• In response to the question number 1, I am not judging secular vs. sacred in terms of lyrics and melody. But the heart of the songwriter. There are people who can listen to any sappy 1980’s love ballad and find a way to make it about God. However does this make it a worship song? In my opinion no. I look at the motive for a song as much as the lyrics and melody when I am preparing to choose a song for the body. For instance you mentioned “Healer” I think this is a beautiful song, I really like it, but I would not lead it in service because I believe it wasn’t written out of a purity of Love and worship towards the Lord. When discussing the old hymns that were written to the tune of drinking songs. I can understand how this would pose an interesting thought. However, when men like Wesley were penning these, their heart was directed toward the Lord. They were writing for His honor.

      When trying to decide what is sacred, we really can’t just look at words, we need to follow after intent. For instance there is a Band called Lamb of God, and most people who have never listened to them think they are Christian because of the band name, however this is not true. In fact they are very anti-Christianity. On a website I thumb through occasionally http://jesusfreakhideout.com there is a forum thread called “are these artists Christian.” As I scanned through this thread, I found a majority of the questions went like this. “Is XYZ Christian, I heard their song on the radio and they quoted a Bible verse.” So does the ability to quote a Scripture make someone Christian? I do not believe so. I believe God looks upon the heart. and as Romans 10 says, “Believe in your heart and confess with your mouth…” If you heart is not right, then you aren’t producing properly.

      Now I understand that people will have different views concerning this discussion and I am ok with that. Becuase this is a matter of personal convictions, I have become a bit more stringent than I once was because of my personal encounters with the Lord and how they have shaped me. I look forward to more discussion on this and seeing your thoughts in more detail

  8. Jackie Cuadrado

    In response to Russ, I believe similiarly to you that everyday our lives should reflect what we portray on a Sunday as worship leaders. It is not enough to sing the songs on sunday if monday through saturday our lives dont match up. We could fool who ever we want to fool on this earth,but one day we will all be before the Lord and he will judge our secret lives, the life we lived outside of the four walls of the temple. However, I could not disagree more with the notion of playing secular music in the house of God. There is a heavenly sound that as worsippers we are to raise unto the Lord. This can only be done through an intimate relationship with the Lord on a day to day basis. God doesnt need worldy music to bring His people to salvation. He simply needs clean vessels, filled with the Holy Spirit who are willing to lay their lives and talents down and be willing to be used by God. Mixing worldy music into the worship service is raising up a strange fire unto the Lord.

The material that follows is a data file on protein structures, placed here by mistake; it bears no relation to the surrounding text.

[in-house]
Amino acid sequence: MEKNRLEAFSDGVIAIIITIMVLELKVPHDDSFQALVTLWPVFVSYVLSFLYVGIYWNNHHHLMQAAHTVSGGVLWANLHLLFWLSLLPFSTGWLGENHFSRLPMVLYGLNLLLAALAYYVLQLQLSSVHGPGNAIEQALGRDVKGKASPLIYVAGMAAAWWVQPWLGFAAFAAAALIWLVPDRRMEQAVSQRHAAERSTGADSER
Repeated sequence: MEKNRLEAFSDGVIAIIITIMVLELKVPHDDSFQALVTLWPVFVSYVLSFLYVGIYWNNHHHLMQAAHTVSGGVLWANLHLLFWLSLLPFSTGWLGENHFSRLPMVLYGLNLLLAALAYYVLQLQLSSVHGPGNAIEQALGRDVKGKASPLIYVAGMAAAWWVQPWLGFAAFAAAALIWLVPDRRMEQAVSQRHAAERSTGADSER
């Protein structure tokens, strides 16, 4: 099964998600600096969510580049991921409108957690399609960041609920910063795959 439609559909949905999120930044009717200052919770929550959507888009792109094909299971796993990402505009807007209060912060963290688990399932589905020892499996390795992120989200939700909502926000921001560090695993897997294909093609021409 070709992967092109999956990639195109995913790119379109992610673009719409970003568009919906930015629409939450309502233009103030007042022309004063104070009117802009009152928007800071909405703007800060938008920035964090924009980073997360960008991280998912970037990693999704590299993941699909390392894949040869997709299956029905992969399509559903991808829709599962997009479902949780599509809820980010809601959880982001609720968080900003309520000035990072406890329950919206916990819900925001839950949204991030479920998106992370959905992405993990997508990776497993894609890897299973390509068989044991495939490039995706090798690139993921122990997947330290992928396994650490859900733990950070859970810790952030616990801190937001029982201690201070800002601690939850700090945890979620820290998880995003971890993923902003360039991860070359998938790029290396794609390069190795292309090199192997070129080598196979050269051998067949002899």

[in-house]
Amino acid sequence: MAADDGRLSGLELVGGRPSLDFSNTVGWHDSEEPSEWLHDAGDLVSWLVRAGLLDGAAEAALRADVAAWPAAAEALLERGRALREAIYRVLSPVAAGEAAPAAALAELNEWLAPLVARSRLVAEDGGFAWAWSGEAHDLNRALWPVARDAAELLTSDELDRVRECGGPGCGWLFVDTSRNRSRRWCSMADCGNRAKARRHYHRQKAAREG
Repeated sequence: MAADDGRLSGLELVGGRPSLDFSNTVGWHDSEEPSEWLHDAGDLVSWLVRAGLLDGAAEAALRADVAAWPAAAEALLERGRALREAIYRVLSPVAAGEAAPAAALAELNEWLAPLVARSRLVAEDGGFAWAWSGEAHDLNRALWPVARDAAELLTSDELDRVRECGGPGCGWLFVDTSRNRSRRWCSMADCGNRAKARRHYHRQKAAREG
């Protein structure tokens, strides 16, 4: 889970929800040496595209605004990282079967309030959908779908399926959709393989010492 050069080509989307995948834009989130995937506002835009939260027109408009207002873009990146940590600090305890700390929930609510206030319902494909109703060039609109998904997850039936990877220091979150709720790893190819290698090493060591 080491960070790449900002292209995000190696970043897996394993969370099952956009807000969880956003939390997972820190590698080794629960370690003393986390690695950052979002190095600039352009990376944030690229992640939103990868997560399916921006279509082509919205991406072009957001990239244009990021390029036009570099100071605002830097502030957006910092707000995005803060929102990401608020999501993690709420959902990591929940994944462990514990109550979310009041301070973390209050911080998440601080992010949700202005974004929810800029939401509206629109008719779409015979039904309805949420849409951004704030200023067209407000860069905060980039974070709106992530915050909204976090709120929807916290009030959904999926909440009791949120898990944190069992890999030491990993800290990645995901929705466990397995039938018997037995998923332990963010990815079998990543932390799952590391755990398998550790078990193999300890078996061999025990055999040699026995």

Biblically we are tought that the spirit of a person is attached to their song, we see this in 1 Samuel 16 when Saul was tormented by an evil spirit and as David simply played the harp, that evil spirit would leave him. That is because David was a servant of the most high God and the Holy Spirit who resided in him was far greater that that tormenting spirit and it needed to leave in the presence of the Lord. So with that said, music taps into our spirit bodies just as much as our physical. Too many times we try to separate the two and say “its just music, it wont affect me” that couldnt be any further from the truth. What I am trying to say here is that music is powerful, it has the ability to tap into areas of the brain that mere speech cannot. God designed it along with everything else to bring glory and honor to His name. It is a form of praise, a form of worship! If the song was not written for God himself, then who or what is it praising? Who or what are you calling into your church when you play secular songs? It is a form of worship, a powerful one at that. As christians we cannot close our eyes to the schemes and tactics of the enemy, one of his greatest tools is the music industry because music has the ability to enter a message into you without your consent. It is scientifically proven that our brains have the power to shut out messages spoken that we are not in agreement with. However, our brains do Not have the ability to shut out the message in music that we are not in agreement with. Put a catchy beat to it and you will know the lyrics before you realize it and you have accepted that message in your spirit. All in all, God doesn’t need to songs of the world, He is the Creator of music. If His people would just seek Him, we would also stop trying to be the next hillsong or israel houghton and He would begin to deposit songs right with in us! Songs that bring glory and honor to His name and not to us or anything else. Music is worship regardless of the genre. Lets keep it Holy. God bless!